Make absolutely certain these two files line up perfectly. The easiest way to do this is to use a file with separate layers: one or more for the artwork, and another for the special finish guidelines (as described for the die-cutting file preparation above). Then, simply save them as separate files by first hiding one layer and then the other.

When using photos for a special finish, create a clipping path in Photoshop before placing the photo in Illustrator or InDesign. Then you can use this same clipping path as the mask for your effect either by choosing to export the clipping paths to Illustrator or by right-clicking (PC) or Control-clicking (Mac) on the clipping path in InDesign and converting it to frame. (You might want to check the options first if it isn’t showing by going to Object → Clipping Paths → Options.)

For example, you can use different masks with this image:

Apples in Designing and Producing Creative Business Cards: Techniques and Details

This mask will apply the effect to the entire photo:

Apples-path1 in Designing and Producing Creative Business Cards: Techniques and Details

While this one will apply it only to the foremost apple:

Apple-path2 in Designing and Producing Creative Business Cards: Techniques and Details

Special Inks

Additional inks can be used to make your card stand out even more. Metallic, pearlized and fluorescent inks can produce interesting effects. (To better preserve metallic inks, consider putting a varnish on top.) The even more common Pantone colors give a different and more solid effect than their process equivalents because they are opaque.

This one is simple: just find a custom color you like by looking at the Pantone swatches, and add it to your document. Prepare your artwork as you normally would, but make absolutely certain that your output does not convert to CMYK if you are preparing a PDF (as described above).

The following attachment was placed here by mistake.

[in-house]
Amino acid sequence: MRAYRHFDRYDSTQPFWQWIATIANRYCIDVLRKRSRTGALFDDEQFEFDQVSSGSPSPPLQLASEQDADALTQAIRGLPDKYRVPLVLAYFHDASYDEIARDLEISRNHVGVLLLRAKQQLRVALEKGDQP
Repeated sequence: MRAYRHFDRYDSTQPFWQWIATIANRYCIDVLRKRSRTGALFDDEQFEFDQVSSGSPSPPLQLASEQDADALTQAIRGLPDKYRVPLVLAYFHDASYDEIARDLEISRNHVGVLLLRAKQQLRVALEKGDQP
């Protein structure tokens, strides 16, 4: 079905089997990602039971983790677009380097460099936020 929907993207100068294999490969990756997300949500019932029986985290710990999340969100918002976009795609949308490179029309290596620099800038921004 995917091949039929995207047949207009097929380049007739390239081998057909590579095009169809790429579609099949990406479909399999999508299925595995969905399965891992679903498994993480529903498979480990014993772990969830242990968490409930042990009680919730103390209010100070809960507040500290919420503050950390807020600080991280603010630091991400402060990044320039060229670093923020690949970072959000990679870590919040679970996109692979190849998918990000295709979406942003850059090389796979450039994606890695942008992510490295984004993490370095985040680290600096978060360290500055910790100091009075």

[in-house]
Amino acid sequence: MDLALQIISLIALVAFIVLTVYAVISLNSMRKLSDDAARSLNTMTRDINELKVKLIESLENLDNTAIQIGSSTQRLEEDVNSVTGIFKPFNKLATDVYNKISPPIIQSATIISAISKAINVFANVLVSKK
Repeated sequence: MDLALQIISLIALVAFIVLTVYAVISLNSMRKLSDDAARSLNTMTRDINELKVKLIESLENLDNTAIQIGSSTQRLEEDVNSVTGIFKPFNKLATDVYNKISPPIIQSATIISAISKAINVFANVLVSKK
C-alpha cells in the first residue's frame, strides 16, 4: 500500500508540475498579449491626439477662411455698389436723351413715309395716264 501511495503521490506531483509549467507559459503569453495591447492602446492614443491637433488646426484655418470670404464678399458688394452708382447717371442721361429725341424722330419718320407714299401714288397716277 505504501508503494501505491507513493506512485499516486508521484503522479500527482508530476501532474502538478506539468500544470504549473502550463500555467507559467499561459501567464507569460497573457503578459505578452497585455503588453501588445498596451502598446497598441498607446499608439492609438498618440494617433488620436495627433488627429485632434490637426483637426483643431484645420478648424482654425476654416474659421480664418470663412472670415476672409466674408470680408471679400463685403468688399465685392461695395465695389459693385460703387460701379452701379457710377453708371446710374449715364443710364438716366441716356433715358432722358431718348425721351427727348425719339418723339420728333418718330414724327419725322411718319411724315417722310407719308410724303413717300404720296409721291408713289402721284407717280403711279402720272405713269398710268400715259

Note: the easiest way to prepare photos with a special ink is to convert your image in Photoshop first to grayscale and then to duotone. Choose your ink(s) from the Pantone library, and tweak your settings as necessary. (Working with color channels is a complex way to get more control over the result, but I don’t recommend this to Photoshop beginners, and Photoshop experts probably already know how to do this.)

Picture-2 in Designing and Producing Creative Business Cards: Techniques and Details

Duplexing and Triplexing

This technique is about using two or more sheets of paper glued together. The effect achieved is commonly referred to as edge-painting or edge-tipping, because a different-colored sheet of paper that is inserted between the two main ones produces colored edges “inside” the card (triplexing), as seen here:

Triplexing in Designing and Producing Creative Business Cards: Techniques and Details

Using only two sheets (duplexing) gives a two-color edge—one on the front and one on the back:

Duplexing in Designing and Producing Creative Business Cards: Techniques and Details

It adds a touch of elegance and makes your card thicker than the standard stock. Combining this technique with die-cutting—budget permitting—gives an even more interesting result.

Scented Inks

You won’t find many examples of this technique on the Internet because it doesn’t exactly translate as a photo. Still, it is an interesting way to make your business card jump out.

Available scents range from chocolate to mildew. If that is not enough (and money is no object), you can create a custom scent for an extra fee.

Special Material

This is a vast subject because the options are countless. We will only touch on this topic. To see and feel the different kinds of material available, visit your printer!